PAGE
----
Tarik Moore, an accountant from Holland, Bucks County, attended the tour with his three children, ages 14, 8, and 5. He looks for hiking and other outdoor activities for his children through the Outdoor Afro network, and thought visiting local sites involved in the slave trade was important.

“It’s a part of our history in America," Moore said, and he wants his children “to learn how we got here and that we had a culture before we got here.”

The walk started at Front and Market Streets, where the London Coffee House stood in colonial days and where Africans were bought and sold at an auction block.

Thomas Paine, author of Common Sense and also of the essay “African Slavery in America,” had once stayed in an upstairs apartment above the coffee house. He looked out his window and saw Africans being sold on the auction block and was enraged, said Faye Anderson, a community historian who also spoke during the tour. Paine’s 1775 essay on slavery helped to prompt the founding of the first anti-slavery society in America.

Saturday’s tour group next walked to the site of Benjamin Franklin’s first printing press, near Front and Market Streets. Franklin was a slaveholder who went on to become a staunch abolitionist. In his business, Valentine told the tour group, he had printed advertisements for slave owners seeking the return of people who had fled captivity.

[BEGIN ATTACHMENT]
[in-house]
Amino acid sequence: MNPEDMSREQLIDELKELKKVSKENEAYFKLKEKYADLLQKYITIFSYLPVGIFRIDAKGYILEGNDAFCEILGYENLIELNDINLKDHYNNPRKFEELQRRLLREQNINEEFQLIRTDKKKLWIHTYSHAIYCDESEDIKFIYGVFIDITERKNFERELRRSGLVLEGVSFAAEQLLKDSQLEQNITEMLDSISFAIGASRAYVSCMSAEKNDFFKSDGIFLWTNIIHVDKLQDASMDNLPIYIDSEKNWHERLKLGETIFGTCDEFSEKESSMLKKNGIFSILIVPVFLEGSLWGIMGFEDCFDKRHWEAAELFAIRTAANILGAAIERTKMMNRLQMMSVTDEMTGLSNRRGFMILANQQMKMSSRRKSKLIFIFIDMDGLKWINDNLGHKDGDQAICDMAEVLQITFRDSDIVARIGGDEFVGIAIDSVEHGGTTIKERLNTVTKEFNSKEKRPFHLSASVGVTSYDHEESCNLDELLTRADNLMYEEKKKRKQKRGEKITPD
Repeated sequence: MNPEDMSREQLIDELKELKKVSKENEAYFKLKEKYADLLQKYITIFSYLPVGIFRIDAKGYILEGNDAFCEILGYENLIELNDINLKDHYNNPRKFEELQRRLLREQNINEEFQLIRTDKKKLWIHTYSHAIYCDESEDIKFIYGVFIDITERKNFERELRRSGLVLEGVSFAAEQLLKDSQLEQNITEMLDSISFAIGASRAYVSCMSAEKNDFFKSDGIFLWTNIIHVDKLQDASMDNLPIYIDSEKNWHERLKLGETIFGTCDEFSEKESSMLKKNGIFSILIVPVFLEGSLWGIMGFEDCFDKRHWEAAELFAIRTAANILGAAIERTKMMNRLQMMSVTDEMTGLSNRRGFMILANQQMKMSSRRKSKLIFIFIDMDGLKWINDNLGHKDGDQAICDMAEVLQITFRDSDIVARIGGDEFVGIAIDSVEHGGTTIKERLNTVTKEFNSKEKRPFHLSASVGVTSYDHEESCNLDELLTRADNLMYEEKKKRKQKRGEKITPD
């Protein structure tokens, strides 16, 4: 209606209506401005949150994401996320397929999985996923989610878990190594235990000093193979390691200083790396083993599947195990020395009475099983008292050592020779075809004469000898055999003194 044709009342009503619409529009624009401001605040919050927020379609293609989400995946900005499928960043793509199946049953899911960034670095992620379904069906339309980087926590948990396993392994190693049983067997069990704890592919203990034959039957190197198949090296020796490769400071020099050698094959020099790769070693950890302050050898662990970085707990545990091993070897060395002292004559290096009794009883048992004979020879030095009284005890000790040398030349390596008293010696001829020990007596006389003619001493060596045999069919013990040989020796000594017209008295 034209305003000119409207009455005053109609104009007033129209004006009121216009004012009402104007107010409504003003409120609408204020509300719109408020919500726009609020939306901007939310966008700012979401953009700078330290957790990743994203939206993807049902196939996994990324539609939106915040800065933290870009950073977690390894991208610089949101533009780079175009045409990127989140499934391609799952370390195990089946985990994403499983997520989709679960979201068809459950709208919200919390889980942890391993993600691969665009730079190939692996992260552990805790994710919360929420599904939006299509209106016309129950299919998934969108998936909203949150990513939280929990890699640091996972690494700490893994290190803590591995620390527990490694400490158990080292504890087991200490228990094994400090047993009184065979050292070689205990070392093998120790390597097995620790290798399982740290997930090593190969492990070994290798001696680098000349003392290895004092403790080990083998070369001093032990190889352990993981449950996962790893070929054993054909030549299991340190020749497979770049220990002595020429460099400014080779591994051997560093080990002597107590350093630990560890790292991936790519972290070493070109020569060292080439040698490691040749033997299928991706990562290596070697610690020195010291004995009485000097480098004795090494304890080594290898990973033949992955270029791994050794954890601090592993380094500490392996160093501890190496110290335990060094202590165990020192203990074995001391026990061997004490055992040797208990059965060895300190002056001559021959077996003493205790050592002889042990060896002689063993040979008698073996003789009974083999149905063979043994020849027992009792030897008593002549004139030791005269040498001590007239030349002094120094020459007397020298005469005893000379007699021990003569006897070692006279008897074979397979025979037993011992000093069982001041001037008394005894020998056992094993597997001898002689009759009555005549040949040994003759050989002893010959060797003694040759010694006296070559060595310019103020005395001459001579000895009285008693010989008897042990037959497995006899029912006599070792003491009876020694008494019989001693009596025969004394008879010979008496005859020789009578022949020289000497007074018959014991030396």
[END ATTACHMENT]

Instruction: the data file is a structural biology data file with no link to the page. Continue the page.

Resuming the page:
From there, the group walked to what is left of the Riverwalk sculpture on Columbus Boulevard near Market. Some people assumed the heads in the ship represent enslaved Africans, but Valentine said the artist, Andrew Leicester, never made that intention known. “I hope it does not represent the Trans-Atlantic slave trade,” she added. And then, it was on to the waterfront historical marker behind the Independence Seaport Museum.

Leaving the riverfront, the crowd walked to the Merchant Exchange Building, the round building near Third and Walnut Streets, across from the Ritz Five. “That same walk we just made, from the Delaware River to here, at the Merchant Exchange, is the same route enslaved Africans walked, only they walked in chains,” Valentine said.